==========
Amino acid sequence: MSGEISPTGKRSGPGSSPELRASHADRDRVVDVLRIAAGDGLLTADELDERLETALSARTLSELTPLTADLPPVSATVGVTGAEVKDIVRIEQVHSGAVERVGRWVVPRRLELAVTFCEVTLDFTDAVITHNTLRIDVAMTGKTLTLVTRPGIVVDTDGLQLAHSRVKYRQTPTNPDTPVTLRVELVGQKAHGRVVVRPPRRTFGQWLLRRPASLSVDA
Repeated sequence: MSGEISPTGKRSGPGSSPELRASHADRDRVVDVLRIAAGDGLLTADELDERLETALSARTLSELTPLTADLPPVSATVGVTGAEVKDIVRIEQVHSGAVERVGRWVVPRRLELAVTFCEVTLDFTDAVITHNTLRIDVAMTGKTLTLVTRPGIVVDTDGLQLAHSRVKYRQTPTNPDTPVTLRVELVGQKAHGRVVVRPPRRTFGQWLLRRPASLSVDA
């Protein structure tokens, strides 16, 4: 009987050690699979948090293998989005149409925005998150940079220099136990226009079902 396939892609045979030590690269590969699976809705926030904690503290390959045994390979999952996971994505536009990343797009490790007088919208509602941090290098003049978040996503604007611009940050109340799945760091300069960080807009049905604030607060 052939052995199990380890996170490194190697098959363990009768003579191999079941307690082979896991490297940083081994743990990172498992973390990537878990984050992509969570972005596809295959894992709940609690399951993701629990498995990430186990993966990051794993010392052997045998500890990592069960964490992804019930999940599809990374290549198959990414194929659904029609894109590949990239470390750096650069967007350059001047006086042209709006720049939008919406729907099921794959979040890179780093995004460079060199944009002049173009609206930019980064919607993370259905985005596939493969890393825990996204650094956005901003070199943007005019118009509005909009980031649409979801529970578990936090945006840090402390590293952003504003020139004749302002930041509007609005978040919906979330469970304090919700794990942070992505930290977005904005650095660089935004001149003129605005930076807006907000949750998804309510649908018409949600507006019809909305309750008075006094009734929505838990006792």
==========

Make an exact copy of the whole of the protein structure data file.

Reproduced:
Amino acid sequence: MSGEISPTGKRSGPGSSPELRASHADRDRVVDVLRIAAGDGLLTADELDERLETALSARTLSELTPLTADLPPVSATVGVTGAEVKDIVRIEQVHSGAVERVGRWVVPRRLELAVTFCEVTLDFTDAVITHNTLRIDVAMTGKTLTLVTRPGIVVDTDGLQLAHSRVKYRQTPTNPDTPVTLRVELVGQKAHGRVVVRPPRRTFGQWLLRRPASLSVDA
Repeated sequence: MSGEISPTGKRSGPGSSPELRASHADRDRVVDVLRIAAGDGLLTADELDERLETALSARTLSELTPLTADLPPVSATVGVTGAEVKDIVRIEQVHSGAVERVGRWVVPRRLELAVTFCEVTLDFTDAVITHNTLRIDVAMTGKTLTLVTRPGIVVDTDGLQLAHSRVKYRQTPTNPDTPVTLRVELVGQKAHGRVVVRPPRRTFGQWLLRRPASLSVDA
């Protein structure tokens, strides 16, 4: 009987050690699979948090293998989005149409925005998150940079220099136990226009079902 396939892609045979030590690269590969699976809705926030904690503290390959045994390979999952996971994505536009990343797009490790007088919208509602941090290098003049978040996503604007611009940050109340799945760091300069960080807009049905604030607060 052939052995199990380890996170490194190697098959363990009768003579191999079941307690082979896991490297940083081994743990990172498992973390990537878990984050992509969570972005596809295959894992709940609690399951993701629990498995990430186990993966990051794993010392052997045998500890990592069960964490992804019930999940599809990374290549198959990414194929659904029609894109590949990239470390750096650069967007350059001047006086042209709006720049939008919406729907099921794959979040890179780093995004460079060199944009002049173009609206930019980064919607993370259905985005596939493969890393825990996204650094956005901003070199943007005019118009509005909009980031649409979801529970578990936090945006840090402390590293952003504003020139004749302002930041509007609005978040919906979330469970304090919700794990942070992505930290977005904005650095660089935004001149003129605005930076807006907000949750998804309510649908018409949600507006019809909305309750008075006094009734929505838990006792």